Sneak Peek: “On a Snow-Melting Day”

Screen Shot 2019-12-22 at 7.49.48 PM.pngI’ve long been a fan of Buffy Silverman’s poetry and photography, admiring her clever word play and focus on the natural world. Years ago, even though I didn’t know her, I sent her an audio of my first grade class reciting one of their favorite poems, her poem, “Toad Serenade.” (I would share it here except my plan won’t let me. 😦 ) This fall, I was delighted to hear that she has a new book coming out in February. Then, lucky me, I had a chance to preview it! 

 “On a Snow Melting Day: Seeking Signs of Spring” captures that wonderful moment when everything shifts and tips from winter toward spring. There’s a lovely energy to this book, a  momentum that is enhanced by the structure and by the interplay between poetry and photographs (three of which are Buffy’s). The words and images are paired together beautifully!  The photographs are gorgeous–bright and vivid–and the language is wonderfully engaging with clever rhyming, powerful verbs and creative adjectives.There’s even additional information at the end of the book to fuel discussions about natural changes as spring approaches. 

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One of my favorite pages…though it was SO hard to choose just one!

This book is sure to delight Pre-K- 2 readers, its targeted audience, and makes me yearn to visit my old first grade classroom to read it aloud. It would also serve as a fabulous mentor text for both younger and older writers. I can imagine shared writing sessions with younger classes and great explorations of word choice and the power of hyphens with older students. Congratulations, Buffy, and thanks so much for the opportunity to take a sneak peek. My only complaint is that I read the book on a snowy day in December, and it reminded me how far away spring really is! 

A Rotten Afternoon

slice-of-life_individual“So, please introduce yourself and say why you want to be in Writing Club.”

We worked our way around the circle.

“I’m here because I want to finish writing a story I started last year.”

“I’m here because I really like writing.”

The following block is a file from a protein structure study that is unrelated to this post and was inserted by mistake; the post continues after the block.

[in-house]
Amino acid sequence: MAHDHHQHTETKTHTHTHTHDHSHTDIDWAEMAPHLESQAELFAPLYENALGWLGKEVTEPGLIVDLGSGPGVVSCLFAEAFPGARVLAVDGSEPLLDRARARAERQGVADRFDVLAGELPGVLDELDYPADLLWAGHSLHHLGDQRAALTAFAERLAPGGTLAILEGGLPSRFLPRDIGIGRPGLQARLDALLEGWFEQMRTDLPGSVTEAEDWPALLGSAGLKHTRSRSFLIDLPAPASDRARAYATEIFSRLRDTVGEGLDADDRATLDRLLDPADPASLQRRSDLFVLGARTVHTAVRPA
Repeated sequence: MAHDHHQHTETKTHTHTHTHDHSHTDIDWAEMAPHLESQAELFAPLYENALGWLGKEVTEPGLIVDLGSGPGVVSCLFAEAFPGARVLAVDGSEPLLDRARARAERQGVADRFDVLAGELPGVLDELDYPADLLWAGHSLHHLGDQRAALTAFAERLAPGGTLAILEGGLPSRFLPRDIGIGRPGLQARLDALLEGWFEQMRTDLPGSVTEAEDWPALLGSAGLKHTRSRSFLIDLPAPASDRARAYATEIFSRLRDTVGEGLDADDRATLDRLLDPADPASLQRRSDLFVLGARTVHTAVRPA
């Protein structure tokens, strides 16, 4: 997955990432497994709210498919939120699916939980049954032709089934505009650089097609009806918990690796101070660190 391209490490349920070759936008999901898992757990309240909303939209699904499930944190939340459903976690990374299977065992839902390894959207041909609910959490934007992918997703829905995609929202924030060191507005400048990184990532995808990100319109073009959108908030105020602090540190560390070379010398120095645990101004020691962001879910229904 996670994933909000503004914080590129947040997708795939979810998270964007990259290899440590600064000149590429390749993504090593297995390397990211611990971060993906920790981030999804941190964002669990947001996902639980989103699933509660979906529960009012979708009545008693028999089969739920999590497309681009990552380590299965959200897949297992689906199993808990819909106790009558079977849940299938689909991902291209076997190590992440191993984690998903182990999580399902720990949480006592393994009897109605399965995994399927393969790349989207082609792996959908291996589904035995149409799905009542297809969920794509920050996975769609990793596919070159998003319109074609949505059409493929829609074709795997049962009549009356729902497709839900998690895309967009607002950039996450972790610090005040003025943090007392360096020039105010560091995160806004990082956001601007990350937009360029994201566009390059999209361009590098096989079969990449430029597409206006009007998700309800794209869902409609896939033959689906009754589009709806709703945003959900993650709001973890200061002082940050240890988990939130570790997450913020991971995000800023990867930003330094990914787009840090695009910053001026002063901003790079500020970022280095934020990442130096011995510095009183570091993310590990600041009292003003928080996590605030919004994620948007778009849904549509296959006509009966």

Then a student started giggling and announced, “I’m here to write about Chicken Nuggets!”

Multiple students dissolved into gales of laughter. After order was restored, we continued. A student started to introduce himself by his given name, and his friend interrupted him, “No, you mean you’re Timmy!” she cried.

“Oh, yeah,” he said, “I’m Timmy!” and laughed maniacally.

“Chicken Nugget!!” another student called out, accompanied by more laughter from some, and confused and/or annoyed looks from others.

And so it went on.

I made it through the hour. Barely. I spent most of my time redirecting, reprimanding and regretting my decision to have an after-school Writing Club. My only bright spot was that somehow quite a few students actually wrote to the prompt and had something to show for their independent writing time. I have no idea how, given my largely unsuccessful efforts to lower the volume to a reasonable level.

Now I’m home, drinking wine, and regrouping. I didn’t have the energy to go to my own Writing Group, which made me even sadder and grumpier.

Sometimes you just have to tell it like it is.

Poetry Friday: National Author’s Day Challenge

downloadLinda Mitchell posed our monthly Swagger challenge this time around. She suggested that since November 1st was National Author’s Day, we should find a mentor author and create a poem inspired by that individual. I loved the idea! I brought home Jane Yolen’s Owl Moon, considered some Ogden Nash poetry and also revisited Helen Frost’s fabulous Step Gently Out. After much debate, I decided to use the latter as my mentor text. This beautiful book pairs Frost’s poetry with Rick Lieder’s gorgeous photographs. It’s a winning combination and a favorite of mine, combining two of my greatest pleasures–poetry and photography.

Step Gently Out

It begins,
“Step gently out,
be still,
and watch
a single blade
of grass.
An ant
climbs up
to look
around.
A honeybee flies past.”